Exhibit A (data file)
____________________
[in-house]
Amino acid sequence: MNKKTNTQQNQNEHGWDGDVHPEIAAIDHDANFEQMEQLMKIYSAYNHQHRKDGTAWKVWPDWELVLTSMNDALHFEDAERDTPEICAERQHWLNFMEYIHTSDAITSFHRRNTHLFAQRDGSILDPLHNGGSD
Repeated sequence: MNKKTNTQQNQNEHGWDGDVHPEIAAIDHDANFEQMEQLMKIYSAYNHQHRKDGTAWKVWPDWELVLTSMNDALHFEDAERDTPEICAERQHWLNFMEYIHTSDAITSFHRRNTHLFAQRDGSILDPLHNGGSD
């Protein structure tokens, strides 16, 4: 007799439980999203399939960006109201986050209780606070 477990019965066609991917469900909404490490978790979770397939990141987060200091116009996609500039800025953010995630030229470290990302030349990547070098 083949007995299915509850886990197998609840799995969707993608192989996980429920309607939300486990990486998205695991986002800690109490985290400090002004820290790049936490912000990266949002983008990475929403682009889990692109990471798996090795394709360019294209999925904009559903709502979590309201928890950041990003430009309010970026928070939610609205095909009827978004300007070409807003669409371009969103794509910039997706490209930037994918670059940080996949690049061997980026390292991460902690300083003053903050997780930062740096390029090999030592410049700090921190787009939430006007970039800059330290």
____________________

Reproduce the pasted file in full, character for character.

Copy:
[in-house]
Amino acid sequence: MNKKTNTQQNQNEHGWDGDVHPEIAAIDHDANFEQMEQLMKIYSAYNHQHRKDGTAWKVWPDWELVLTSMNDALHFEDAERDTPEICAERQHWLNFMEYIHTSDAITSFHRRNTHLFAQRDGSILDPLHNGGSD
Repeated sequence: MNKKTNTQQNQNEHGWDGDVHPEIAAIDHDANFEQMEQLMKIYSAYNHQHRKDGTAWKVWPDWELVLTSMNDALHFEDAERDTPEICAERQHWLNFMEYIHTSDAITSFHRRNTHLFAQRDGSILDPLHNGGSD
């Protein structure tokens, strides 16, 4: 007799439980999203399939960006109201986050209780606070 477990019965066609991917469900909404490490978790979770397939990141987060200091116009996609500039800025953010995630030229470290990302030349990547070098 083949007995299915509850886990197998609840799995969707993608192989996980429920309607939300486990990486998205695991986002800690109490985290400090002004820290790049936490912000990266949002983008990475929403682009889990692109990471798996090795394709360019294209999925904009559903709502979590309201928890950041990003430009309010970026928070939610609205095909009827978004300007070409807003669409371009969103794509910039997706490209930037994918670059940080996949690049061997980026390292991460902690300083003053903050997780930062740096390029090999030592410049700090921190787009939430006007970039800059330290």